author = {Byrd, J.M. and De Santis, S. and Hao, Z. and Martin, M.C. and Munson, D.V. and Li, D. and Nis himura, H. and Robin, D.S. and Sannibale, F. and Schlueter, R.D. and Schoenlein, R. and Jung, J.Y. and Venturini, M. and Wan, W. and Zholents, A.A. and Zolotorev, M.},
abstractNote = {Coherent synchrotron radiation (CSR) is a fascinating phenomenon recently observed in electron storage rings and shows tremendous promise as a high power source of radiation at terahertz frequencies. However, because of the properties of the radiation and the electron beams needed to produce it, there are a number of interesting features of the storage ring that can be optimized for CSR. Furthermore, CSR has been observed in three distinct forms: as steady pulses from short bunches, bursts from growth of spontaneous modulations in high current bunches, and from micro modulations imposed on a bunch from laser slicing. These processes have their relative merits as sources and can be improved via the ring design. The terahertz (THz) and sub-THz region of the electromagnetic spectrum lies between the infrared and the microwave . This boundary region is beyond the normal reach of optical and electronic measurement techniques and sources associated with these better-known neighbors. Recent research has demonstrated a relatively high power source of THz radiation from electron storage rings: coherent synchrotron radiation (CSR). Besides offering high power, CSR enables broadband optical techniques to be extended to nearly the microwave region, and has inherently sub-picosecond pulses. As a result, new opportunities for scientific research and applications are enabled across a diverse array of disciplines: condensed matter physics, medicine, manufacturing, and space and defense industries. CSR will have a strong impact on THz imaging, spectroscopy, femtosecond dynamics, and driving novel non-linear processes. CSR is emitted by bunches of accelerated charged particles when the bunch length is shorter than the wavelength being emitted. When this criterion is met, all the particles emit in phase, and a single-cycle electromagnetic pulse results with an intensity proportional to the square of the number of particles in the bunch. It is this quadratic dependence that can produce colossal intensities even with fairly low beam currents. Until recently CSR has not typically been observed in electron storage rings because the electron bunch lengths are longer than the waveguide cutoff imposed by the dimensions of the vacuum chamber, so full-bunch coherent emission is suppressed. The first observations of CSR from storage rings were of quasi-chaotic bursts of intensity caused by density modulations in unstable electron bunches, similar to the self-amplified spontaneous emission (SASE) used in the design of several proposed free electron lasers. While studies of this ''bursting'' phenomenon have provided glimpses into the powers available with CSR, the unstable nature of the emission makes this a problematic THz source for scientific measurements. We have experimentally verified a model predicting where this unstable bursting regime will occur and have used this experience to design a new source where the bursting instability can be avoided. Stable CSR has been produced during machine experiments at the BESSY-II storage ring and the first scientific measurements using this CSR source were recently reported. This stable CSR emission is not driven by any instability, yet it extends to higher frequencies than predicted by a simple full-bunch coherence model. This model is described in these proceedings and elsewhere. The combination of the experimentally verified models for stable CSR as well as the threshold of which current levels will produce bursting instabilities allows us to fully design and optimize a new CSR source that will produce copious amounts of stable far-IR, THz and sub-THz, synchrotron radiation. CSR has also been recently observed in storage rings as a result of laser slicing of the beams. In this process, interaction of an electron beam with a femtosecond laser pulse co-propagating through a wiggler modulates the electron energies within a short slice of the electron bunch comparable with the duration of the laser pulse. Propagating around an electron storage ring, this bunch develops a longitudinal density perturbation due to the dispersion of electron trajectories. This perturbation emits short pulses of temporally and spatially coherent terahertz pulses that are inherently synchronized to the modulating laser. Although this technique was originally developed for producing ultrashort x-ray pulses, the CSR emission has interesting possibilities as a source. In this paper, we present several of the concepts for optimizing a ring for producing both stable CSR and ultrashort terahertz pulses from laser sliced beams in the context of CIRCE (Coherent InfraRed CEnter), a ring we have proposed which incorporates many of these concepts. Many of these concepts were originally inspired by a compact CSR source described by Murphy et al.. The first section of this paper presents several general considerations for an optimized CSR ring and is followed by details of CIRCE.},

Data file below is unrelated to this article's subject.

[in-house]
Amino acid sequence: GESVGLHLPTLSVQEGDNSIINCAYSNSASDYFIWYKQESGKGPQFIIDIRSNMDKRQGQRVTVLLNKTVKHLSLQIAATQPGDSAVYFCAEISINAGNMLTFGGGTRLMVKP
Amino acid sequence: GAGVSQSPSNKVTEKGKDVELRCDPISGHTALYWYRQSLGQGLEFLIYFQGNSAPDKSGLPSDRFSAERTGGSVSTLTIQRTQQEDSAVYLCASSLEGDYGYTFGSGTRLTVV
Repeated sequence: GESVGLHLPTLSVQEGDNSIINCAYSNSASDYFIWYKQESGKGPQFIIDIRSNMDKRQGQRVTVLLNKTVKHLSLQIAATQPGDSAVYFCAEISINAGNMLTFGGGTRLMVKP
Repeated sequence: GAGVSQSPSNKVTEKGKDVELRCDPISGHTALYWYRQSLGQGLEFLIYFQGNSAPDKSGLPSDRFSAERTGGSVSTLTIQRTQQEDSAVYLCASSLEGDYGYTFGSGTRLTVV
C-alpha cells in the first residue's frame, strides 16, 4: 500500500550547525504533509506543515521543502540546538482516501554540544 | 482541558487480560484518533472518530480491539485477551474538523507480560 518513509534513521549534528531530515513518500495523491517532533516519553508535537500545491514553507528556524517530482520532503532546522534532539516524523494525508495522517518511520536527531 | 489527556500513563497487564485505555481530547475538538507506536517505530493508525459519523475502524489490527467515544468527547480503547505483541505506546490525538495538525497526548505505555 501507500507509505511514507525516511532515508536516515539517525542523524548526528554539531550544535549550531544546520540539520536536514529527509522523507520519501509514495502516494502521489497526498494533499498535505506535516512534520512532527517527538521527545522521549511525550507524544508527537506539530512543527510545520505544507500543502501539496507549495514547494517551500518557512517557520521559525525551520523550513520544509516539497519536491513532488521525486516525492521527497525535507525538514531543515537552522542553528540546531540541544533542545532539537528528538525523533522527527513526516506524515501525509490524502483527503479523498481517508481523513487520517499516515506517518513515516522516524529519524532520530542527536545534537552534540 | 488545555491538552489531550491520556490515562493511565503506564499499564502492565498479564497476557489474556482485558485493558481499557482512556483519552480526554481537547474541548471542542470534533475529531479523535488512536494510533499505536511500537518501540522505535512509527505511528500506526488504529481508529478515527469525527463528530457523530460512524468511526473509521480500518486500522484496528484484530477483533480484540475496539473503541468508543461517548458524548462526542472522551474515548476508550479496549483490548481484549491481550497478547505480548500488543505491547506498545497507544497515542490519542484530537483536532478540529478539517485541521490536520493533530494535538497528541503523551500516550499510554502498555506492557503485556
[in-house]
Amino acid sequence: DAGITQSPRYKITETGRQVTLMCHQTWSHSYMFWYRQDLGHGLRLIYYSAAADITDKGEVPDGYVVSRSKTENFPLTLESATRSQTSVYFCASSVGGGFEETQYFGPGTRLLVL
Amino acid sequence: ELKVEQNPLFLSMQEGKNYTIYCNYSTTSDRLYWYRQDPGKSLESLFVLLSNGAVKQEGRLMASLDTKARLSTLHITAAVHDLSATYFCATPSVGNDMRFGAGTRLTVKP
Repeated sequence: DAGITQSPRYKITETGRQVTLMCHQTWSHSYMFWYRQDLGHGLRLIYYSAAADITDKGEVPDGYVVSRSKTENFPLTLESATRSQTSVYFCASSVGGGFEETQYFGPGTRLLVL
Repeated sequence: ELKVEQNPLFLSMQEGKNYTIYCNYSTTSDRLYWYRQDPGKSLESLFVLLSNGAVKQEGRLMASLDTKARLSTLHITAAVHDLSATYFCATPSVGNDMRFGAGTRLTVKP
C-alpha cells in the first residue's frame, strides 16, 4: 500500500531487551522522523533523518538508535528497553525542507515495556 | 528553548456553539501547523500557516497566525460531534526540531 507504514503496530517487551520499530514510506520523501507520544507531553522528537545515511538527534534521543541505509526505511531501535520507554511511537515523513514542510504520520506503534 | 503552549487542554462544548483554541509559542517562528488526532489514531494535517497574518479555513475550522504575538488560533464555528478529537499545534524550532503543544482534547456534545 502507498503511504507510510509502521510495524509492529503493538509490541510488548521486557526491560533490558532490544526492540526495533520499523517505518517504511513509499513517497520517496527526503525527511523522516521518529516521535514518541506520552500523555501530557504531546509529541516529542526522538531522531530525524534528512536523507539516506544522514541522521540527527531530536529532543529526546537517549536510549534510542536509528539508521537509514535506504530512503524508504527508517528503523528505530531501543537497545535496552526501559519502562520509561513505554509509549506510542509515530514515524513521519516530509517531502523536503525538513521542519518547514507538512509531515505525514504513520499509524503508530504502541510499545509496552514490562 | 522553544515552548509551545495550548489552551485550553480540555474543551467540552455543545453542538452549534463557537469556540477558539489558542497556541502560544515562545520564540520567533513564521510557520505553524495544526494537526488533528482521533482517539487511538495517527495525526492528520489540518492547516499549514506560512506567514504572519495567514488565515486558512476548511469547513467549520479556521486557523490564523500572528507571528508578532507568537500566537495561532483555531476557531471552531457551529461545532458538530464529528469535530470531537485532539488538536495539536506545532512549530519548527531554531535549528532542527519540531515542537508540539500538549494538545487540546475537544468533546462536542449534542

doi = {},
journal = {International Committee for Future Accelerators BeamDynamics Newsletter},
number = 27,
volume = 35,
place = {United States},
year = {2004},
month = {1}
}